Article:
Earth Day is gone now, but its impact lingers on our TV sets and computer screens.
There’s PBS’ Greta Thunberg film (see separate story), which now reruns on three Wednesdays. And a surge of films on the streaming channels, including the splendid “Secrets of the Whales” (see separate story) and the fun “The Year the Earth Changed.”
And on April 23, there’s the back half of a two-day rerun marathon. Let’s start there:
DAY AFTER EARTH DAY
– BBC America continues its two-day reruns of splendid nature series. On Fridsay (April 23), it has “A Wild Year on Earth,” 6-11 a.m.; “Seven Worlds, One Planet,” 11 a.m. to 6 p.m.; “Planet Earth,” 6-11 p.m.; and (after a Graham Norton retrospective at 11), “Seven Worlds” again, from noon to 6 a.m.
CONTNUING VIA STREAMERS
– “The Year Eartth Changed,” on Apple TV+, is a fascinating portrait of nature rebounding as cities lock down during the pandemic. David Attenborough shows us penguins strolling through town … a leopard walking past a startled cameraman … and deer finding their long-ago grazing ground, after there are no more monastary tourists to feed them.
– Apple TV+ has also added the second, six-episode seasons of two series. “Tiny World” traces more than 200 of the tiniest creatures; appropriately, it’s produced and narrated by Paul Rudd, the “Ant-Man” star. “Eartt at Night in Color,” also with six episodes, uses low-light cameras to capture moments ranging from kangaroos embracing to elephants battling hyenas. Tom Hiddleston narrates.
– Four films are on Discovery+. “Expedition Deep Ocean” follows the first explorers to reach the bottom of all five oceans; they discover 40 species. “First to the Top of the World” tells the 1968 story of working-class Minnesotans who, with no experience, made a 500-mile snowmobile trip to the North Pole. “The Swim” follows a six-month, 5,000-mile swim from Japan to San Francisco. “Endangered” follows conservationists who travel the globe, recording the “Red List” of endangered species. That’s on Discovery+, produced and narrated by Ellen DeGeneres.
– “Secrets of the Whales,” on Disney+, is a spectacular, four-part film, produced by James Cameron and narrated by Sigourney Weaver. In a three-year, global journey, Brian Skerry found that whales (like people) develop different traditions and habits in each group.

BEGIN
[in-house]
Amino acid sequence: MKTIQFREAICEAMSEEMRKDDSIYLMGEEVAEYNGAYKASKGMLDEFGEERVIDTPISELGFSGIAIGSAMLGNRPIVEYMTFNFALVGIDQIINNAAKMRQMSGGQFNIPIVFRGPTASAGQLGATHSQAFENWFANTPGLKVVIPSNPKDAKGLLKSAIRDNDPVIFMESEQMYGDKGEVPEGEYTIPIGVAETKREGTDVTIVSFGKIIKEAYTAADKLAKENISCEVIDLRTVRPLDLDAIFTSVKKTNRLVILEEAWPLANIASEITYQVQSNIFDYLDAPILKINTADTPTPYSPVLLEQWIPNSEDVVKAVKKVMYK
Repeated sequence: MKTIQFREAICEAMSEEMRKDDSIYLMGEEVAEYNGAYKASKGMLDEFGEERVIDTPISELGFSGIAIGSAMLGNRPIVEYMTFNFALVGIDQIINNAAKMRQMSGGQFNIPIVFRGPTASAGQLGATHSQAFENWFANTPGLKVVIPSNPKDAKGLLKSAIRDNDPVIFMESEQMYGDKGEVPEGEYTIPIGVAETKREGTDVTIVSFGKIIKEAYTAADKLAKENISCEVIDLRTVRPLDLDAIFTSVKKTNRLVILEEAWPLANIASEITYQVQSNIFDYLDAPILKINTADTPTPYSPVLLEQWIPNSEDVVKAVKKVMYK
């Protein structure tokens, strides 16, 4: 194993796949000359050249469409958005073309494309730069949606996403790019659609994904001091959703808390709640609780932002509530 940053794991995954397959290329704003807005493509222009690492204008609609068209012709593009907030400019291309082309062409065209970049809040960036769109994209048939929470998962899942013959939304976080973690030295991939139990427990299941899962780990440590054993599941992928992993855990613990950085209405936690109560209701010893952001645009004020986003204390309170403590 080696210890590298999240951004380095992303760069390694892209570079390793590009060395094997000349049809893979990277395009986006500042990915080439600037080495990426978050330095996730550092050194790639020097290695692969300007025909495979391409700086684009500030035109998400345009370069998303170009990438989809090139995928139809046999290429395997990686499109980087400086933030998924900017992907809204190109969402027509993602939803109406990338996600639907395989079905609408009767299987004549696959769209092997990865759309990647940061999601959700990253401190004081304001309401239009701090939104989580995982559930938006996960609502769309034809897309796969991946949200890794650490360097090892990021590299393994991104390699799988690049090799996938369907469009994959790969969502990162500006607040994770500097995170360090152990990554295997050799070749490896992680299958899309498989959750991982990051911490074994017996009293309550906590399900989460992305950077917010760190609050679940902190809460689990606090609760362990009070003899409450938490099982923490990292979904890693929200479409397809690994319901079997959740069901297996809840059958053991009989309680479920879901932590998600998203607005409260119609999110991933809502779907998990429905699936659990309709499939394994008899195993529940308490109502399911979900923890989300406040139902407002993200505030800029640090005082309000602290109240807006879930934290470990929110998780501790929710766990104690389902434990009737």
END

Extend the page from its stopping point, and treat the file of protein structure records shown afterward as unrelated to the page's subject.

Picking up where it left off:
– Disney+ also has the two epic films it debuted a year ago. “Dolphin Reef” was originally planned for theaters during Earth Week, 2018. Instead, it was delayed two years and debuted on Disney+ alongside “Elephant.” Natalie Portman narrates “Dolphin Reef”; the beautifully crafted “Elephant” is narrated by Meghan Markle … now listed as Meghan, Duchess of Sussex. And its “Earth Moods” shorts – pretty pictures, music, but no story or narration.
– “Life in Color” is a three-part Netflix series that views how animals use color. It travels the globe, from Costa Rican rainforests to Scottish Highlands, with Attenborouh narrating.
– “Cher & The Loneliest Elephant” follows Cher and others, as they work to have an elephant, alone in a Pakistani zoo, transported to a sanctuary in Cambodia. That’s on Paramount Plus.
‘– BBC America continues to have a nature focus on Saturdays, mixing new films (currently, “One Wild Day,” at 8 p.m.) and reruns.
– “Greta Thunberg: A Year to Change the World” now gets PBS’ “Nature” slot, at 8 p.m. on three Wednesdays. It follows the teen activist (see separate story), as she tries a global road trip – from Canada to a South American conference and then from Sweden to China. Huge complications arrive: The conference moves to Spain (requiring a bumpy, three-week sailboat trip); China shuts down. Still, she perseveres, gathering information and stirring emotions.
– Discovery+ has designed this as “Earth Month.” On April 29, “Chasing Ocean Giants” follows Patrick Dyksrea, formerly a Wall Street lawyer, as he ranges from Sri Lanka to the Norwegian fjords.
– And “Cher & the Loneliest Elephant,” already streaming, airs at 8 p.m. May 19 on the Smithsonian Channel.